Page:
Todd Hartley: I’m With Stupid |

Todd Hartley: I’m With Stupid

Todd Hartley
The Aspen Times
Aspen, CO Colorado

When I first moved to Aspen in 1992, and for a few years after that, one of the great joys of driving up and down the Roaring Fork Valley on Highway 82 was that it afforded drivers an elevated panorama of Woody Creek, with its funky trailer park, bucolic horse farms and inebriated gonzo journalists.

Most importantly, though, the bird’s-eye view of Woody Creek gave motorists a glimpse at one of the finest installations of public art in Colorado history: a barn with a blue roof on which had been painted a gigantic middle finger. Legend has it the owner of the barn endured a particularly bitter divorce and painted the finger for his ex-wife to see each day on her commute to and from Aspen.

Beautiful and poignant as the finger was, however, it was sadly destroyed when the aging barn was deemed unsafe and razed as a safety precaution. Woody Creek – and, indeed, the world and everyone in it – lost a magnificent work of art that day, and we were all slightly diminished as a result. Maybe you didn’t feel diminished, but trust me, you were.

Ever since, I have wandered through a life devoid of meaning, constantly searching for something that could speak to my soul the way that old barn did. The problem, I believe, was not so much that there wasn’t worthwhile art, but rather that I’m artistically stupid and don’t grasp subtlety very well. For example, cigarette butts stuck to a canvas, like the ones Damien Hirst sold at a 2008 auction for $217,777, say nothing to me. Gigantic middle fingers, on the other hand, speak loud and clear.

That’s why I was so ecstatic earlier this week when my search officially came to an end with an announcement by the City Council of Milan, Italy, extending the display of a new sculpture called “L.O.V.E.” that has created a minor firestorm of controversy in its home country.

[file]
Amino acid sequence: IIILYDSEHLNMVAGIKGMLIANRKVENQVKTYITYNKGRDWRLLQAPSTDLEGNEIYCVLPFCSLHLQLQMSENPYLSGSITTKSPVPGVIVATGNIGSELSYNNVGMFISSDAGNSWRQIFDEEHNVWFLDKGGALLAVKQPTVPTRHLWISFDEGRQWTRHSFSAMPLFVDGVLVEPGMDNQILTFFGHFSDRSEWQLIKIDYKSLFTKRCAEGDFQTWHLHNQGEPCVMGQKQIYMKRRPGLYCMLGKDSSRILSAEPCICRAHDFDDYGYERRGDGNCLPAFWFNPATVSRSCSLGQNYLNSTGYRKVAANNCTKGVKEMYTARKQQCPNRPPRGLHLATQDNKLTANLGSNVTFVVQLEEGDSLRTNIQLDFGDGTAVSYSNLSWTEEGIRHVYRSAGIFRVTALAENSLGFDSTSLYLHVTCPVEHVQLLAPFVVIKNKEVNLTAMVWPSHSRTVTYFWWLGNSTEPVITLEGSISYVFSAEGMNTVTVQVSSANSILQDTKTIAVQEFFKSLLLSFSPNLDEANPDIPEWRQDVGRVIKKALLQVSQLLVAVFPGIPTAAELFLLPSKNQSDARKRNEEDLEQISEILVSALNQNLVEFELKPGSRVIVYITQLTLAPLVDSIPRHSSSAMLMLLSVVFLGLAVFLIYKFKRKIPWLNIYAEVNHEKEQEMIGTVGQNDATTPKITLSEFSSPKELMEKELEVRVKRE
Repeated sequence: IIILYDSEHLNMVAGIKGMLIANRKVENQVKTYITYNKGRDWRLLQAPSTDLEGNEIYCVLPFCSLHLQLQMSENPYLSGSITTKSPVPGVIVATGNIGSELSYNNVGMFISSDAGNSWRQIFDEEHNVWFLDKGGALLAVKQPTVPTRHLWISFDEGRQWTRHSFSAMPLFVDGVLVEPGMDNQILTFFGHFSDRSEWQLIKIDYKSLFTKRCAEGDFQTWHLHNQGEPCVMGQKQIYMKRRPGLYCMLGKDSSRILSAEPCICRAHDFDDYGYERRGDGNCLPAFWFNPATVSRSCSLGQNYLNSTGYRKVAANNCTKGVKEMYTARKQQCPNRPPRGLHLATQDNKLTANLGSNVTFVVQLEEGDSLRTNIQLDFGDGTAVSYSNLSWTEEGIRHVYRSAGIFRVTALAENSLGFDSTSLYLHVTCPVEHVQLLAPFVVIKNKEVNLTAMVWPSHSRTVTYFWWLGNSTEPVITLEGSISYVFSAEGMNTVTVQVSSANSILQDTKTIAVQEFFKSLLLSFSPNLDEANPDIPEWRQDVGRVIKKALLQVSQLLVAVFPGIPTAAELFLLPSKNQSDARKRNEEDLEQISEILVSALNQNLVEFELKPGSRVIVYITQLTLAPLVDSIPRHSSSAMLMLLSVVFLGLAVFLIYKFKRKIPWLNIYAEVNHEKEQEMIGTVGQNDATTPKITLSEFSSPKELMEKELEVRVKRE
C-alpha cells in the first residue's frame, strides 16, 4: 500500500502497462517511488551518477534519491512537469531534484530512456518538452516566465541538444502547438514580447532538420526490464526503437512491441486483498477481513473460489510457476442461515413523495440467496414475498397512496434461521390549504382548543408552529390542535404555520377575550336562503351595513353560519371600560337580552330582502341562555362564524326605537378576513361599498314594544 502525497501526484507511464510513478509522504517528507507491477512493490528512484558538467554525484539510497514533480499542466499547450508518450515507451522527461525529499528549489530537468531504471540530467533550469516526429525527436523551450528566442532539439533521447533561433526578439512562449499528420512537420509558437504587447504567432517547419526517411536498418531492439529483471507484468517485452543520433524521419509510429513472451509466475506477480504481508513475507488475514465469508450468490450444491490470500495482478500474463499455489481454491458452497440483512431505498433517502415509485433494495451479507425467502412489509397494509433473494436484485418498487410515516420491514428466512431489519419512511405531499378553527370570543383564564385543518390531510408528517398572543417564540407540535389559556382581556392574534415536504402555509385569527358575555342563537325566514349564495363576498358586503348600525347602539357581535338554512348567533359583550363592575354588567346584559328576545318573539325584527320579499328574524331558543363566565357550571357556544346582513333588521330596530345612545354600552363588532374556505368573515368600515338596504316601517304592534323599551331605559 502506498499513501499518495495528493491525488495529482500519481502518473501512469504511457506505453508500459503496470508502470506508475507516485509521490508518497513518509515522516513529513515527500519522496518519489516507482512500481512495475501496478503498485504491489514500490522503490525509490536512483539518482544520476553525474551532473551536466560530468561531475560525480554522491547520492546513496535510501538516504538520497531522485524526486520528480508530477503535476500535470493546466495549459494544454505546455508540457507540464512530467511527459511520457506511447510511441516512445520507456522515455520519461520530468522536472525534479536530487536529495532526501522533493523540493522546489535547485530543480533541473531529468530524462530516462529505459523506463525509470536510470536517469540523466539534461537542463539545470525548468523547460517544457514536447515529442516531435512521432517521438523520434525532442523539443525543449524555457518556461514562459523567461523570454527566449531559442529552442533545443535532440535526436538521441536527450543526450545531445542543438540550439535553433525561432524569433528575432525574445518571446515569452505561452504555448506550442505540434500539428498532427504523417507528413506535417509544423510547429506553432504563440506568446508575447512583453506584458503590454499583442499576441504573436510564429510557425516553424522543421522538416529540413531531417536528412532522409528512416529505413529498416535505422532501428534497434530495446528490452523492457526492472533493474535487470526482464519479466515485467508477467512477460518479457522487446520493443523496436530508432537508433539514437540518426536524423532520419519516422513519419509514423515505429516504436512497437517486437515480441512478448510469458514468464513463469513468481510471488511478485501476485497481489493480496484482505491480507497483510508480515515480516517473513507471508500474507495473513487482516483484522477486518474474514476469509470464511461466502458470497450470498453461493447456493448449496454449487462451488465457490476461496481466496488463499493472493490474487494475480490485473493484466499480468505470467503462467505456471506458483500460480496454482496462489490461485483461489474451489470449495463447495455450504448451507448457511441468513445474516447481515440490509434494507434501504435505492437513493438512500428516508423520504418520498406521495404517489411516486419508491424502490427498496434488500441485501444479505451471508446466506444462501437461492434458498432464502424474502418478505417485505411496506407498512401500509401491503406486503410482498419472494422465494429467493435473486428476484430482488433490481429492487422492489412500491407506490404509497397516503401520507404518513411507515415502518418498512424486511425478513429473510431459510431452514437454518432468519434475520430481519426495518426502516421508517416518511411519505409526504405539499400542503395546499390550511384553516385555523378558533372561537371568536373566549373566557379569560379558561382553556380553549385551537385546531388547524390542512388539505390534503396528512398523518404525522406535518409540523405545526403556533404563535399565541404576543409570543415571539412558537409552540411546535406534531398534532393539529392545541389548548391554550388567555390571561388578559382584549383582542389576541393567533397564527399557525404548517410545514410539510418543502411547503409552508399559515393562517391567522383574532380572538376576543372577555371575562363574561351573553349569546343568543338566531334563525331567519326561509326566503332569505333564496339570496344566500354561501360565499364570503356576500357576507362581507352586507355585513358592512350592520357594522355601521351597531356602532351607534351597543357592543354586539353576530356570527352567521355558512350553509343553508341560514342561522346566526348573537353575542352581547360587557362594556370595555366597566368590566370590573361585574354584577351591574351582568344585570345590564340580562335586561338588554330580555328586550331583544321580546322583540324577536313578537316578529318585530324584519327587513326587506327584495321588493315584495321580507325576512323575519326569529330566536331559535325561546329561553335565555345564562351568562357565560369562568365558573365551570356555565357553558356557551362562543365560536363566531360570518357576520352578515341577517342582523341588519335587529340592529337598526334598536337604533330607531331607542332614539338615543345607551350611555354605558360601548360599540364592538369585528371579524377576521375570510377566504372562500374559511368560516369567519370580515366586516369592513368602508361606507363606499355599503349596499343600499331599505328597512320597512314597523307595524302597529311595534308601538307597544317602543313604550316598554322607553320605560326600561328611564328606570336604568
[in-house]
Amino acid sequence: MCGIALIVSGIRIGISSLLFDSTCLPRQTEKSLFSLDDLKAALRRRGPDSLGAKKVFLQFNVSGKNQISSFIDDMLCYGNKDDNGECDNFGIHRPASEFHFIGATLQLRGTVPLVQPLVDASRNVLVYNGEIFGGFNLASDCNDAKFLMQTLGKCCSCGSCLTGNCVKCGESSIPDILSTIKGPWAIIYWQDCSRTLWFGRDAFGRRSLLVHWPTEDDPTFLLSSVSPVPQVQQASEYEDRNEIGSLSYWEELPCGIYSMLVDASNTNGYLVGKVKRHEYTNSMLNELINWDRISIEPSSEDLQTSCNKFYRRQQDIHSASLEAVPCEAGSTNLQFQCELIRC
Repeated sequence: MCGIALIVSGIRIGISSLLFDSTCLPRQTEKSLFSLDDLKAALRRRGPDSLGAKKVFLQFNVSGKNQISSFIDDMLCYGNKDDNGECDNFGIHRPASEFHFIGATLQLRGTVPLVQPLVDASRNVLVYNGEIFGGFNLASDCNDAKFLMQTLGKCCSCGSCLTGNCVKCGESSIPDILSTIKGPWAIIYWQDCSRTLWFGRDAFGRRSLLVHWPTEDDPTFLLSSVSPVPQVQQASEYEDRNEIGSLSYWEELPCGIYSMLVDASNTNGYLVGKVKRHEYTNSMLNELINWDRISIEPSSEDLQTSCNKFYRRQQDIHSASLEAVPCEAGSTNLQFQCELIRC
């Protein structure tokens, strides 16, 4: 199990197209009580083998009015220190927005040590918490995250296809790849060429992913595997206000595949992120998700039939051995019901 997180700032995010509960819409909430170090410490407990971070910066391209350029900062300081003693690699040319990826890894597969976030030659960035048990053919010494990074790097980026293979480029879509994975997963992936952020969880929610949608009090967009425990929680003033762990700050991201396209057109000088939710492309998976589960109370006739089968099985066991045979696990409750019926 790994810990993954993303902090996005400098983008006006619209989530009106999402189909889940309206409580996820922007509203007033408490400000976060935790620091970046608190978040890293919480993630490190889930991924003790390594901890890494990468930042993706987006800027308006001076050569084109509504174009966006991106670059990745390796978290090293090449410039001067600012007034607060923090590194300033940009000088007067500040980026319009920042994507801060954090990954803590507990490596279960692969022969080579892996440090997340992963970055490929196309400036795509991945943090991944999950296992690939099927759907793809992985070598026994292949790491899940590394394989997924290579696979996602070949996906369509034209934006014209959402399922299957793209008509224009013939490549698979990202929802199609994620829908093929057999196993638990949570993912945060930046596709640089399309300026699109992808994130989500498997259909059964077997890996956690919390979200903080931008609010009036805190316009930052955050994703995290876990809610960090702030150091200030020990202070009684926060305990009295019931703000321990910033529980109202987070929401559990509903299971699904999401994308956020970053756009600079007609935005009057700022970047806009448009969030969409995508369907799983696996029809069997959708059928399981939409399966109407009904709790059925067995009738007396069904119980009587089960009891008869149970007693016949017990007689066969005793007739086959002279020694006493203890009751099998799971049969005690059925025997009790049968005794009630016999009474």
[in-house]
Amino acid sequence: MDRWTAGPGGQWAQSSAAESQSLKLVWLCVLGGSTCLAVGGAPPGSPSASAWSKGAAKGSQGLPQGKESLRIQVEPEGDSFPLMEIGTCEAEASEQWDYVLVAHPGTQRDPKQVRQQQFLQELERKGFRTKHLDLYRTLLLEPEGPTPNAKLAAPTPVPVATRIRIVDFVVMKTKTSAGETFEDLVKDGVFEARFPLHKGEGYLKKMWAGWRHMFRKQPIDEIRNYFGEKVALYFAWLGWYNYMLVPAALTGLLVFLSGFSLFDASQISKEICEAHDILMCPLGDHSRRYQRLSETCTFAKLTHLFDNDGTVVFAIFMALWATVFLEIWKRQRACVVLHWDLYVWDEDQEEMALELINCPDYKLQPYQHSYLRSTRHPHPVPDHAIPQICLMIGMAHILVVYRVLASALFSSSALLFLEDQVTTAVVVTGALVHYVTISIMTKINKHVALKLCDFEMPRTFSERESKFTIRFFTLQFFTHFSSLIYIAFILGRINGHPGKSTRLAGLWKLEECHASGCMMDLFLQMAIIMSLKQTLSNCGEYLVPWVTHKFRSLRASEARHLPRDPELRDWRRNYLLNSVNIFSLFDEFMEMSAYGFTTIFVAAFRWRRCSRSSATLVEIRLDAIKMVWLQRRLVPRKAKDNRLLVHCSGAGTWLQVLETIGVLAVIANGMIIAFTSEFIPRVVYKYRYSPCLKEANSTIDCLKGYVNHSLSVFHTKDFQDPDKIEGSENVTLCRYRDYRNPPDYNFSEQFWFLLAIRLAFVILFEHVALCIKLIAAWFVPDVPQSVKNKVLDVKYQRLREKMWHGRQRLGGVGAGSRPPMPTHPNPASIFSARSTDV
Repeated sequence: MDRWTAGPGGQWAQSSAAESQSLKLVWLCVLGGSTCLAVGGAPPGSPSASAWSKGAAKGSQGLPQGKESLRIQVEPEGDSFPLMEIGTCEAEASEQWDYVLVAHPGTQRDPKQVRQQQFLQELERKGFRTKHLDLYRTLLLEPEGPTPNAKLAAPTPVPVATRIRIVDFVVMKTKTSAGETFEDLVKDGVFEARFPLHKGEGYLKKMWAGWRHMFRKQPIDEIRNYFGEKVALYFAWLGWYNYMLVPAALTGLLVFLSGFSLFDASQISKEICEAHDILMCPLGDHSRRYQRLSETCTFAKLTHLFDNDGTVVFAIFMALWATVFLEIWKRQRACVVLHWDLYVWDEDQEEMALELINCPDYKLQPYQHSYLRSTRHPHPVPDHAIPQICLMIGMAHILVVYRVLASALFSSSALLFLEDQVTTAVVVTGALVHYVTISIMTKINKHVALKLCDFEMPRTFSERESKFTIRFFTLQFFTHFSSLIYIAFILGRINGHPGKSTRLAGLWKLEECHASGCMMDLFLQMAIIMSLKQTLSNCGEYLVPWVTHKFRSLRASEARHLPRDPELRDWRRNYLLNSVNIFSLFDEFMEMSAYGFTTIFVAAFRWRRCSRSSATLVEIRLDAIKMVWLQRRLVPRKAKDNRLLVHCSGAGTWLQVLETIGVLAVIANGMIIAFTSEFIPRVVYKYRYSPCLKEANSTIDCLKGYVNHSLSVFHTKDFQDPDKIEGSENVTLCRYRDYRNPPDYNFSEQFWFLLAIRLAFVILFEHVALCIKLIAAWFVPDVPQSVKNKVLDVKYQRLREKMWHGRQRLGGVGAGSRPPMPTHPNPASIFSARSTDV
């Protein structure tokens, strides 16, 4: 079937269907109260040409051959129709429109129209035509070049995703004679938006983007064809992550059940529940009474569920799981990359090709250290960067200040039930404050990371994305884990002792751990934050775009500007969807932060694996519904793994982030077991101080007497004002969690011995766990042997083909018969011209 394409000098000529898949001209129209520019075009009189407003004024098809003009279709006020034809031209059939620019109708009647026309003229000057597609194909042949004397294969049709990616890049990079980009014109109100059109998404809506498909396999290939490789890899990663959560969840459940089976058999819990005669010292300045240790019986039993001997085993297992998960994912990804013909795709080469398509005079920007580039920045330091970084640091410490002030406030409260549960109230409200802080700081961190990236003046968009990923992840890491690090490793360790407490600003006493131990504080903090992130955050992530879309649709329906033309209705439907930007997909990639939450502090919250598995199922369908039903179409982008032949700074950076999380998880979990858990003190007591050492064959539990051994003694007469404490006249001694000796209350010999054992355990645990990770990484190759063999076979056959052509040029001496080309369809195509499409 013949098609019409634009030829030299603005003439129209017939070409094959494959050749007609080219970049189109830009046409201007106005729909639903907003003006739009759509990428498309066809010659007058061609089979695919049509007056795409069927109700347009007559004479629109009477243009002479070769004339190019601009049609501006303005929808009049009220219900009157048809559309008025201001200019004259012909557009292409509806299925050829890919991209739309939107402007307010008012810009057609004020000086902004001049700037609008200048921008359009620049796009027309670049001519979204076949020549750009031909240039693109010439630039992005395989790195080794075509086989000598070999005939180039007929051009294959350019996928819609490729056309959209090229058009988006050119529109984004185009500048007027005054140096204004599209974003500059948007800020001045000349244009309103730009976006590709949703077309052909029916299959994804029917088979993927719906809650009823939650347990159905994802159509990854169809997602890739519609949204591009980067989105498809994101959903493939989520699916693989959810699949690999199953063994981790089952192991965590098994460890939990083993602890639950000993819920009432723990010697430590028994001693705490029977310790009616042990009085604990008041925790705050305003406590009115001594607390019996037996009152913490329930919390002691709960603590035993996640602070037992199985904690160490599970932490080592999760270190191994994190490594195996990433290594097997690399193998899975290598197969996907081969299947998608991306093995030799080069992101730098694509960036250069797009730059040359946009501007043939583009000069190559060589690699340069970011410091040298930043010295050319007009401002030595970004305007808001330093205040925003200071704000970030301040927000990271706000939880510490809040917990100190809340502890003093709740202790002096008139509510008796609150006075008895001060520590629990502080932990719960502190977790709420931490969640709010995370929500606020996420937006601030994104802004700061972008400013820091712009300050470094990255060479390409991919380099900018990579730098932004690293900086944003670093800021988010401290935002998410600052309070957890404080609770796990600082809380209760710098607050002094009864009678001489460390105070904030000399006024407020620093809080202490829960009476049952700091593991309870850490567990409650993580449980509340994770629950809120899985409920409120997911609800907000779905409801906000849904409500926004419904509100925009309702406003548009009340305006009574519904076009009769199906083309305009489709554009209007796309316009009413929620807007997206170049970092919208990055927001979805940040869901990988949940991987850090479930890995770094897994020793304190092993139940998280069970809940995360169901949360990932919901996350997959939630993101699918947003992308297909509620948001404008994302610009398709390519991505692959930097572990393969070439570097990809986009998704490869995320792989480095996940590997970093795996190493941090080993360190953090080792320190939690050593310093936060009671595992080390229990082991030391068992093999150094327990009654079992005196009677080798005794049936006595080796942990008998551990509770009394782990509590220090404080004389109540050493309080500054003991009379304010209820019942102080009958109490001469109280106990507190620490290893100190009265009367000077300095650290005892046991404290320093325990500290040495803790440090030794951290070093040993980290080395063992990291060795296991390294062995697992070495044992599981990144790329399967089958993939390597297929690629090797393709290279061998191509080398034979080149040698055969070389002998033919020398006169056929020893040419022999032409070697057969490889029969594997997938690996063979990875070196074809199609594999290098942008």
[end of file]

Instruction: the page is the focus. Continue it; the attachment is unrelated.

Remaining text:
The sculpture, created by Italy’s most famous living artist, Maurizio Cattelan, is beautifully crafted from pure Carrara marble, a medium also used by such legends as Michelangelo and Bernini. It’s astonishingly lifelike in its detail and impressively large, and, yes, it’s a gigantic hand folded into a fist except for the middle finger, which thrusts magnificently skyward in an unmistakable display of contempt.

But contempt for whom? That’s the question. Does Cattelan, like the Woody Creek barn owner, have an ex-wife he’s not particularly fond of? Was he spurned by a fashion model and is now directing his ire at Milan’s best-known industry? Or does he just think humanity in general deserves flipping off? We may never know, as Cattelan himself has not revealed his motivation.

Based on the statue’s location, however, many people in the art world and beyond think that Cattelan is trying to send a message – a very anti-capitalist message – to the financial industry. You see, L.O.V.E. is situated in the Piazza d’Affari, right outside the front door of Milan’s stock exchange. Thus the controversy surrounding the piece.

Admirers of the statue call it “fantastic” and say it “has a very strong provocative message.” Others, who are not fans, describe it as “disgusting” and “an insult to centuries of Italian art.”

I, for one, just find it impressive that the statue was allowed to be sculpted in the first place. Imagine if a giant middle finger were on display right outside the New York Stock Exchange. Tantalizing as that may sound (and deserved as it might be), do you think America’s business leaders would stand for it? A million conservative bloggers would immediately rip President Obama a new one just for presiding over a country where something so socialist was allowed to happen.

But kudos to you, Maurizio Cattelan and the Milan City Council, for creating the statue and allowing it to stay where it is. Whether L.O.V.E. is giving the financial world the bird, flipping us all off, or directing Cattelan’s anger at some undisclosed third party, it has a right to be seen and a right to offend all those who would look upon it and be offended. All art should have that right.

Most of all, though, thank you Signor Cattelan, for lifting me out of my funk and reminding me that even in a world of seemingly meaningless statues and paintings, someone still has the balls to create a giant middle finger and call it art.

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